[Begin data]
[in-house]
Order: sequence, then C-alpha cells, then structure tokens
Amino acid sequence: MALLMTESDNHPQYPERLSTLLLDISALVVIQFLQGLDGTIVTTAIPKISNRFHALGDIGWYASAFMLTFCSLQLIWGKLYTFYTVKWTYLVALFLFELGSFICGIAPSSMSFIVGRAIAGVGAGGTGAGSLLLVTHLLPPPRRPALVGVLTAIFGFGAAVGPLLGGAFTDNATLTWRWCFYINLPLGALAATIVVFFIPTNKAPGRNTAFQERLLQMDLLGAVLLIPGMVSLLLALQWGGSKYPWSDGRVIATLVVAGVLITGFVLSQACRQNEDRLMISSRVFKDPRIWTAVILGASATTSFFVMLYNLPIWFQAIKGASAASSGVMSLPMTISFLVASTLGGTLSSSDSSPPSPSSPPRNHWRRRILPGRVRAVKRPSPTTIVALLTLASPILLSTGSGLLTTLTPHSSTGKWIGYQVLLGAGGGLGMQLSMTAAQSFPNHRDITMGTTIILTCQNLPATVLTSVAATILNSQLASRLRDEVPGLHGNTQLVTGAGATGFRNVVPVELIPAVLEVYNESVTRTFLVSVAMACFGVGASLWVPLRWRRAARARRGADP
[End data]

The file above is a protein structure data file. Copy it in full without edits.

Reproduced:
[in-house]
Order: sequence, then C-alpha cells, then structure tokens
Amino acid sequence: MALLMTESDNHPQYPERLSTLLLDISALVVIQFLQGLDGTIVTTAIPKISNRFHALGDIGWYASAFMLTFCSLQLIWGKLYTFYTVKWTYLVALFLFELGSFICGIAPSSMSFIVGRAIAGVGAGGTGAGSLLLVTHLLPPPRRPALVGVLTAIFGFGAAVGPLLGGAFTDNATLTWRWCFYINLPLGALAATIVVFFIPTNKAPGRNTAFQERLLQMDLLGAVLLIPGMVSLLLALQWGGSKYPWSDGRVIATLVVAGVLITGFVLSQACRQNEDRLMISSRVFKDPRIWTAVILGASATTSFFVMLYNLPIWFQAIKGASAASSGVMSLPMTISFLVASTLGGTLSSSDSSPPSPSSPPRNHWRRRILPGRVRAVKRPSPTTIVALLTLASPILLSTGSGLLTTLTPHSSTGKWIGYQVLLGAGGGLGMQLSMTAAQSFPNHRDITMGTTIILTCQNLPATVLTSVAATILNSQLASRLRDEVPGLHGNTQLVTGAGATGFRNVVPVELIPAVLEVYNESVTRTFLVSVAMACFGVGASLWVPLRWRRAARARRGADP